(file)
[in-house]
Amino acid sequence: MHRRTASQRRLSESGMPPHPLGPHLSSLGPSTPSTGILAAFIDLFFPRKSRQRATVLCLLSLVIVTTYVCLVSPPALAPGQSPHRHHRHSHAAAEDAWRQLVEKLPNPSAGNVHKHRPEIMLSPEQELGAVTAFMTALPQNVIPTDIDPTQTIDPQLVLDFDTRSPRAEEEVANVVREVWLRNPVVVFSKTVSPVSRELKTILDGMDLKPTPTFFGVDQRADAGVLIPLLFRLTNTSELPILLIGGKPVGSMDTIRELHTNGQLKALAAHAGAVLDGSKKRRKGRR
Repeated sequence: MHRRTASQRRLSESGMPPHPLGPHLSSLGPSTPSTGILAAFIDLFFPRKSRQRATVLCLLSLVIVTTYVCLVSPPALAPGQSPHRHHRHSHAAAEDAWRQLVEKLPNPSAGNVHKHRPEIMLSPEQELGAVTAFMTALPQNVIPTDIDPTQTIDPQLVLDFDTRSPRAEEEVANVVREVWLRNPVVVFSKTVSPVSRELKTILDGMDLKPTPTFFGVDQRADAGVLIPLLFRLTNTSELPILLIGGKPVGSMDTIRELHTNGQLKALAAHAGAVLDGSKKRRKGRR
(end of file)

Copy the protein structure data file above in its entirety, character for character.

[in-house]
Amino acid sequence: MHRRTASQRRLSESGMPPHPLGPHLSSLGPSTPSTGILAAFIDLFFPRKSRQRATVLCLLSLVIVTTYVCLVSPPALAPGQSPHRHHRHSHAAAEDAWRQLVEKLPNPSAGNVHKHRPEIMLSPEQELGAVTAFMTALPQNVIPTDIDPTQTIDPQLVLDFDTRSPRAEEEVANVVREVWLRNPVVVFSKTVSPVSRELKTILDGMDLKPTPTFFGVDQRADAGVLIPLLFRLTNTSELPILLIGGKPVGSMDTIRELHTNGQLKALAAHAGAVLDGSKKRRKGRR
Repeated sequence: MHRRTASQRRLSESGMPPHPLGPHLSSLGPSTPSTGILAAFIDLFFPRKSRQRATVLCLLSLVIVTTYVCLVSPPALAPGQSPHRHHRHSHAAAEDAWRQLVEKLPNPSAGNVHKHRPEIMLSPEQELGAVTAFMTALPQNVIPTDIDPTQTIDPQLVLDFDTRSPRAEEEVANVVREVWLRNPVVVFSKTVSPVSRELKTILDGMDLKPTPTFFGVDQRADAGVLIPLLFRLTNTSELPILLIGGKPVGSMDTIRELHTNGQLKALAAHAGAVLDGSKKRRKGRR